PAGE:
SAN JOSE (KPIX 5) — It seems like Bay Area tech companies can’t bring workers in fast enough to support their explosive growth, but one Silicon Valley startup is bucking the hiring trend by offering workers $10,000 to leave the region.
“It’s an incredibly expensive place to live and we thought, ‘This actually isn’t that sustainable,'” said Doug Ludlow, CEO of MainStreet.READ MORE: San Jose Stoners Find Ways To Celebrate 4/20, Pandemic-Style
Ludlow and his co-founders used to work at Google and want to replicate something the company does well: allowing employees to work remotely, giving their schedules flexibility and helping them avoid the Bay Area’s nightmarish commutes.
MainStreet is offering new employees $10,000 to move out of the Bay Area and work remotely for companies it contracts with.
“The idea, it’s wonderful. I mean it’s providing people an alternative to work from home but still contribute. So, it’s a good idea,” said Siham Salameh, a chemical engineering major at San Jose State University.
Salameh says the one flaw she sees is the idea that tech workers could be lured away from the Bay Area for just $10,000.
“That’s pocket change to people who are actually working here in Silicon Valley,” said Salameh.READ MORE: Hope, Skepticism: Oaklanders Share Of Feelings About Guilty Verdict In George Floyd Murder Trial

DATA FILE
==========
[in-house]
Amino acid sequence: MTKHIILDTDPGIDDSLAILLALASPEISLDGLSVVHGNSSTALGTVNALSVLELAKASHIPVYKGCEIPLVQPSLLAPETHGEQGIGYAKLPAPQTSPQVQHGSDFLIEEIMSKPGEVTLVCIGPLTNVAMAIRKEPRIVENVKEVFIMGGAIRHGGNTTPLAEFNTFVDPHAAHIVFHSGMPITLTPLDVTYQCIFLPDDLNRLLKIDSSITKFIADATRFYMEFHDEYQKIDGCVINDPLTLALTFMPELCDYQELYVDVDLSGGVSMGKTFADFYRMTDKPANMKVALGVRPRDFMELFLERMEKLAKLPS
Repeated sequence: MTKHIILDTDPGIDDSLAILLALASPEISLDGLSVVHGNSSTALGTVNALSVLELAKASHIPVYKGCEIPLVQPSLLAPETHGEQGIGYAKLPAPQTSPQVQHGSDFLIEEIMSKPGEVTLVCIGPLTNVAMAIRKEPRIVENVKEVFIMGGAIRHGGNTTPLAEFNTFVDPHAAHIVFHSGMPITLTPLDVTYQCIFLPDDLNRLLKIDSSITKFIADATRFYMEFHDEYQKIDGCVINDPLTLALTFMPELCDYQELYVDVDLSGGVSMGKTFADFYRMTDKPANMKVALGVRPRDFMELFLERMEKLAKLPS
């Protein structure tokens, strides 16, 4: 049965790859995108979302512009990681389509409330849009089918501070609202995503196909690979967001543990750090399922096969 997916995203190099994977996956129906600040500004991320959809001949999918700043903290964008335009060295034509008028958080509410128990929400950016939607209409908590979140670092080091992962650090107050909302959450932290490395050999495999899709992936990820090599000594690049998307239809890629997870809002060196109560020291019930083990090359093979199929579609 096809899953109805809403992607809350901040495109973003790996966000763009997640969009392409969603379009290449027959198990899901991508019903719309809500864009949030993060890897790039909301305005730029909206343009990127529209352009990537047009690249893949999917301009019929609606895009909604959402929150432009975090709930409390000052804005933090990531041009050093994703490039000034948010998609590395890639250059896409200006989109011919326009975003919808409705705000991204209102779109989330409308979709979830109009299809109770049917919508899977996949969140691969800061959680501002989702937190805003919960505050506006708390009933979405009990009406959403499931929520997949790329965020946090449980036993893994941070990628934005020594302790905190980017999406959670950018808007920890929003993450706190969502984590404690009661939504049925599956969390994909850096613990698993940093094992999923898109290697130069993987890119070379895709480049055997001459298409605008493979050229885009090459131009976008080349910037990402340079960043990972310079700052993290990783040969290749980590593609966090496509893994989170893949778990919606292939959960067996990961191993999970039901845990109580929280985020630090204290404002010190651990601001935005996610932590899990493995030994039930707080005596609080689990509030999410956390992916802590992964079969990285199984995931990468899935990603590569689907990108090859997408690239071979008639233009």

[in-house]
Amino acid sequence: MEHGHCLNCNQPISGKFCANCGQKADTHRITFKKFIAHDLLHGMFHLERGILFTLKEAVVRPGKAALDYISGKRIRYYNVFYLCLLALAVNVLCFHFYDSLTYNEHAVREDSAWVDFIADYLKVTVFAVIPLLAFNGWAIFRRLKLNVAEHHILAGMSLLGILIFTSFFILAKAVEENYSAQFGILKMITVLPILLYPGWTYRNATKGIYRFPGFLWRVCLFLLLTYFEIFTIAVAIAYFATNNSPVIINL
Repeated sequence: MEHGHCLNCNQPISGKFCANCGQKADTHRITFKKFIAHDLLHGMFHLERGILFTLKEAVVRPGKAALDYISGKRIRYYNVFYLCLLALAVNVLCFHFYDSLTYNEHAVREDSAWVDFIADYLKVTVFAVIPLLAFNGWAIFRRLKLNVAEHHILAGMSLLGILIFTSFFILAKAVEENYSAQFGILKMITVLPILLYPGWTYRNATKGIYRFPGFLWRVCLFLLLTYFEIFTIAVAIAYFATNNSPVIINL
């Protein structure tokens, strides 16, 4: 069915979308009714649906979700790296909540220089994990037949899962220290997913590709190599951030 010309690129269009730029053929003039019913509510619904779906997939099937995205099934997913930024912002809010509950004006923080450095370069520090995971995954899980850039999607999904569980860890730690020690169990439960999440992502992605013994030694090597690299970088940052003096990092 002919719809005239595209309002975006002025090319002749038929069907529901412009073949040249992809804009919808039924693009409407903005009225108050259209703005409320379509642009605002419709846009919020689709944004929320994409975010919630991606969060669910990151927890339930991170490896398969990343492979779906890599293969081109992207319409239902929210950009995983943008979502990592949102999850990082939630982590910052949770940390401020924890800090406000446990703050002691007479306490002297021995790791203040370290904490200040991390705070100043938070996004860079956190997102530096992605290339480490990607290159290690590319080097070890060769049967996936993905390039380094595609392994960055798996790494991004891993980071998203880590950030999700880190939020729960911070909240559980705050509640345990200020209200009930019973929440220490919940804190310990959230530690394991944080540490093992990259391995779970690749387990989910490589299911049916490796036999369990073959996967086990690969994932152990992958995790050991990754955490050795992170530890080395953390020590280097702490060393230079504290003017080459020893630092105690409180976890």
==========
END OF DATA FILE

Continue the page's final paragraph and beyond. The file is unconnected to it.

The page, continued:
However, others told KPIX 5 that leaving the Bay Area and its sky-high cost of living behind isn’t a tough sell at all.
“To anyone who wanted to do it already, that $10,000 would just be icing on the cake,” said Tam Vu.
Ludlow explained telecommuting or working remotely can be done virtually anywhere you have a computer, cell phone and internet connection.
But he said there is a downside. Workers often report feeling isolated, missing the face-to-face contact that comes with being in an office.
“Working remotely today means working from home, for the most part. And there’s a statistic that 50 percent of people within six months want to quit their job. They feel isolated,” Ludlow said.MORE NEWS: Plan To Let CA Politicians See Names On Recall Petitions Won't Move Forward
Ludlow says MainStreet plans to reduce that isolation by using video conferencing and shared work spaces in cities like Sacramento, Portland and Salt Lake City.